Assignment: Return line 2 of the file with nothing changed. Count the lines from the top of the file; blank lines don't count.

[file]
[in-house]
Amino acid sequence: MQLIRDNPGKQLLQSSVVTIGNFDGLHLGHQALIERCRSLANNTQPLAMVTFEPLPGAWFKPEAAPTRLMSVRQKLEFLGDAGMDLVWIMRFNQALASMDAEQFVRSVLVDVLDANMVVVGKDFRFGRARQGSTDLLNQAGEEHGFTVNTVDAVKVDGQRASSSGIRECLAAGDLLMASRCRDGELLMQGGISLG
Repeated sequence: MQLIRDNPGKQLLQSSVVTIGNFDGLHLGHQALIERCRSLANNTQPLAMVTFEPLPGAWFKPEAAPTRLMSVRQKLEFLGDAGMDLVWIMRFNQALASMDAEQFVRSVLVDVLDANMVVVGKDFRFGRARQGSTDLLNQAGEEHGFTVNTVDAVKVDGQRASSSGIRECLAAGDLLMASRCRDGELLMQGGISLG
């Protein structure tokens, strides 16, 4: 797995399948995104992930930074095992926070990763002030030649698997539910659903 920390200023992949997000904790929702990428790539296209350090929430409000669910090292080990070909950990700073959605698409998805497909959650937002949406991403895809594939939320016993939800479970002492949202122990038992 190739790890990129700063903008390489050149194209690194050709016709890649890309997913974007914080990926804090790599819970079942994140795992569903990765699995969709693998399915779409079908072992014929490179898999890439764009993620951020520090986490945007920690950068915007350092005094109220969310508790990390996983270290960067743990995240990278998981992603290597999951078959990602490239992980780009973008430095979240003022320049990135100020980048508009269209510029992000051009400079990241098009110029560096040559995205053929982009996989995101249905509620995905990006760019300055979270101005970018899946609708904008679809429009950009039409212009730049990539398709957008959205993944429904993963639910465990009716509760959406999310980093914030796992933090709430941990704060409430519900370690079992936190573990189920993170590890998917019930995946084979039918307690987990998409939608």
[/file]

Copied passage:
Amino acid sequence: MQLIRDNPGKQLLQSSVVTIGNFDGLHLGHQALIERCRSLANNTQPLAMVTFEPLPGAWFKPEAAPTRLMSVRQKLEFLGDAGMDLVWIMRFNQALASMDAEQFVRSVLVDVLDANMVVVGKDFRFGRARQGSTDLLNQAGEEHGFTVNTVDAVKVDGQRASSSGIRECLAAGDLLMASRCRDGELLMQGGISLG